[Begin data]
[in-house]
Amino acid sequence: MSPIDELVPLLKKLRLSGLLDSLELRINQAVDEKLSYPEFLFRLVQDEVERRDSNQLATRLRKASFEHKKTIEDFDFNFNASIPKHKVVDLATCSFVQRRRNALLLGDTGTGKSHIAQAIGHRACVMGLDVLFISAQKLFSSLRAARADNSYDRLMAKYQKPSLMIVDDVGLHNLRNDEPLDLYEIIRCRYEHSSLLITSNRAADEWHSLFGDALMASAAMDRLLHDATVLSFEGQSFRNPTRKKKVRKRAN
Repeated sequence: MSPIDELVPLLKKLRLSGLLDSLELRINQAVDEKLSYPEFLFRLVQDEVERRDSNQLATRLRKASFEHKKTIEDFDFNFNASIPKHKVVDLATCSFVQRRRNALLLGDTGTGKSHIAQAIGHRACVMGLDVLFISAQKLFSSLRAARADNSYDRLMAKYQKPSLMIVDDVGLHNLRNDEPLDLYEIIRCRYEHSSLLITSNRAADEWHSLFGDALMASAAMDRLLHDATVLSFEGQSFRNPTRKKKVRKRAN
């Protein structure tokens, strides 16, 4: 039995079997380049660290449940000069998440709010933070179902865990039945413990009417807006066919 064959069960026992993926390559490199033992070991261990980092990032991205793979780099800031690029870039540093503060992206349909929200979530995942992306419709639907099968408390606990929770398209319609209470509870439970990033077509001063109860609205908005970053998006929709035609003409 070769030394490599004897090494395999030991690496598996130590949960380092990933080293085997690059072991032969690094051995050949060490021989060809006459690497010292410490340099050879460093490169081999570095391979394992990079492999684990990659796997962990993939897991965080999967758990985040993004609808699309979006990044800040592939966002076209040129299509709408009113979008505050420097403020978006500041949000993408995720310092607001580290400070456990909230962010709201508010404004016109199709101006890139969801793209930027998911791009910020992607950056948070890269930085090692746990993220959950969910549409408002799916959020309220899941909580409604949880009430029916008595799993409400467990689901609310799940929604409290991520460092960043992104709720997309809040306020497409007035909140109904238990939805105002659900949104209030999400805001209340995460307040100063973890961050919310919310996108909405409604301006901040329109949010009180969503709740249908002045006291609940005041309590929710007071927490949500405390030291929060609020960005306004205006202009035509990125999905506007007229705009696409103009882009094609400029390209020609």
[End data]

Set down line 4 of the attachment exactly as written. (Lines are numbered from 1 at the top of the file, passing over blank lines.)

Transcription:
């Protein structure tokens, strides 16, 4: 039995079997380049660290449940000069998440709010933070179902865990039945413990009417807006066919 064959069960026992993926390559490199033992070991261990980092990032991205793979780099800031690029870039540093503060992206349909929200979530995942992306419709639907099968408390606990929770398209319609209470509870439970990033077509001063109860609205908005970053998006929709035609003409 070769030394490599004897090494395999030991690496598996130590949960380092990933080293085997690059072991032969690094051995050949060490021989060809006459690497010292410490340099050879460093490169081999570095391979394992990079492999684990990659796997962990993939897991965080999967758990985040993004609808699309979006990044800040592939966002076209040129299509709408009113979008505050420097403020978006500041949000993408995720310092607001580290400070456990909230962010709201508010404004016109199709101006890139969801793209930027998911791009910020992607950056948070890269930085090692746990993220959950969910549409408002799916959020309220899941909580409604949880009430029916008595799993409400467990689901609310799940929604409290991520460092960043992104709720997309809040306020497409007035909140109904238990939805105002659900949104209030999400805001209340995460307040100063973890961050919310919310996108909405409604301006901040329109949010009180969503709740249908002045006291609940005041309590929710007071927490949500405390030291929060609020960005306004205006202009035509990125999905506007007229705009696409103009882009094609400029390209020609």